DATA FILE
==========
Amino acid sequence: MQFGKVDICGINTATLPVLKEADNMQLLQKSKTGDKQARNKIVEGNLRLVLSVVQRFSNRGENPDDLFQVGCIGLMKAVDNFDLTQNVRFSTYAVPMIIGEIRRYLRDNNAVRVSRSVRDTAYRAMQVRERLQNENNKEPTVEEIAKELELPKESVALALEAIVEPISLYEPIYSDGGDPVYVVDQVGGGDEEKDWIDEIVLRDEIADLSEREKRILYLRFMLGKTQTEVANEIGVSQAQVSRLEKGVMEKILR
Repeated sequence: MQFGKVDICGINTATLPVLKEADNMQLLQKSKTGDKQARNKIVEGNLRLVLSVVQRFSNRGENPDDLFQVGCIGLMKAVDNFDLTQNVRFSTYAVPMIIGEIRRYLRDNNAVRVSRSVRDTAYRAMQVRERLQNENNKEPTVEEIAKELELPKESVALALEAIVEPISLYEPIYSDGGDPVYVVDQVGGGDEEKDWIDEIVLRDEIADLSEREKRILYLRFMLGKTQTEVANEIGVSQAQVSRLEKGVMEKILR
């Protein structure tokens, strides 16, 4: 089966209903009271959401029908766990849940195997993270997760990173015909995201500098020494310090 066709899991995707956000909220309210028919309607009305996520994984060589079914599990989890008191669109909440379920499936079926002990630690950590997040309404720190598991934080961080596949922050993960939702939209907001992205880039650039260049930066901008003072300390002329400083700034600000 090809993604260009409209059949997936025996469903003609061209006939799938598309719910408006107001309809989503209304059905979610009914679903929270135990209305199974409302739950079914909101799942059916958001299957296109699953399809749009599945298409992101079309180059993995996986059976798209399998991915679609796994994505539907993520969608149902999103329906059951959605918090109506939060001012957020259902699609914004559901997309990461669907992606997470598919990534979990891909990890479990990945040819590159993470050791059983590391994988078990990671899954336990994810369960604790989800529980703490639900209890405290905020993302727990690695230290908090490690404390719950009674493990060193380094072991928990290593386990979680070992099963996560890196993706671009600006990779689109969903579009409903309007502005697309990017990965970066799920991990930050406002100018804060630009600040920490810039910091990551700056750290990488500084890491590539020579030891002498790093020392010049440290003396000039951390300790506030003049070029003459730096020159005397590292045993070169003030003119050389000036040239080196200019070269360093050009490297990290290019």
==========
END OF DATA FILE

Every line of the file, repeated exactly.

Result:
Amino acid sequence: MQFGKVDICGINTATLPVLKEADNMQLLQKSKTGDKQARNKIVEGNLRLVLSVVQRFSNRGENPDDLFQVGCIGLMKAVDNFDLTQNVRFSTYAVPMIIGEIRRYLRDNNAVRVSRSVRDTAYRAMQVRERLQNENNKEPTVEEIAKELELPKESVALALEAIVEPISLYEPIYSDGGDPVYVVDQVGGGDEEKDWIDEIVLRDEIADLSEREKRILYLRFMLGKTQTEVANEIGVSQAQVSRLEKGVMEKILR
Repeated sequence: MQFGKVDICGINTATLPVLKEADNMQLLQKSKTGDKQARNKIVEGNLRLVLSVVQRFSNRGENPDDLFQVGCIGLMKAVDNFDLTQNVRFSTYAVPMIIGEIRRYLRDNNAVRVSRSVRDTAYRAMQVRERLQNENNKEPTVEEIAKELELPKESVALALEAIVEPISLYEPIYSDGGDPVYVVDQVGGGDEEKDWIDEIVLRDEIADLSEREKRILYLRFMLGKTQTEVANEIGVSQAQVSRLEKGVMEKILR
């Protein structure tokens, strides 16, 4: 089966209903009271959401029908766990849940195997993270997760990173015909995201500098020494310090 066709899991995707956000909220309210028919309607009305996520994984060589079914599990989890008191669109909440379920499936079926002990630690950590997040309404720190598991934080961080596949922050993960939702939209907001992205880039650039260049930066901008003072300390002329400083700034600000 090809993604260009409209059949997936025996469903003609061209006939799938598309719910408006107001309809989503209304059905979610009914679903929270135990209305199974409302739950079914909101799942059916958001299957296109699953399809749009599945298409992101079309180059993995996986059976798209399998991915679609796994994505539907993520969608149902999103329906059951959605918090109506939060001012957020259902699609914004559901997309990461669907992606997470598919990534979990891909990890479990990945040819590159993470050791059983590391994988078990990671899954336990994810369960604790989800529980703490639900209890405290905020993302727990690695230290908090490690404390719950009674493990060193380094072991928990290593386990979680070992099963996560890196993706671009600006990779689109969903579009409903309007502005697309990017990965970066799920991990930050406002100018804060630009600040920490810039910091990551700056750290990488500084890491590539020579030891002498790093020392010049440290003396000039951390300790506030003049070029003459730096020159005397590292045993070169003030003119050389000036040239080196200019070269360093050009490297990290290019």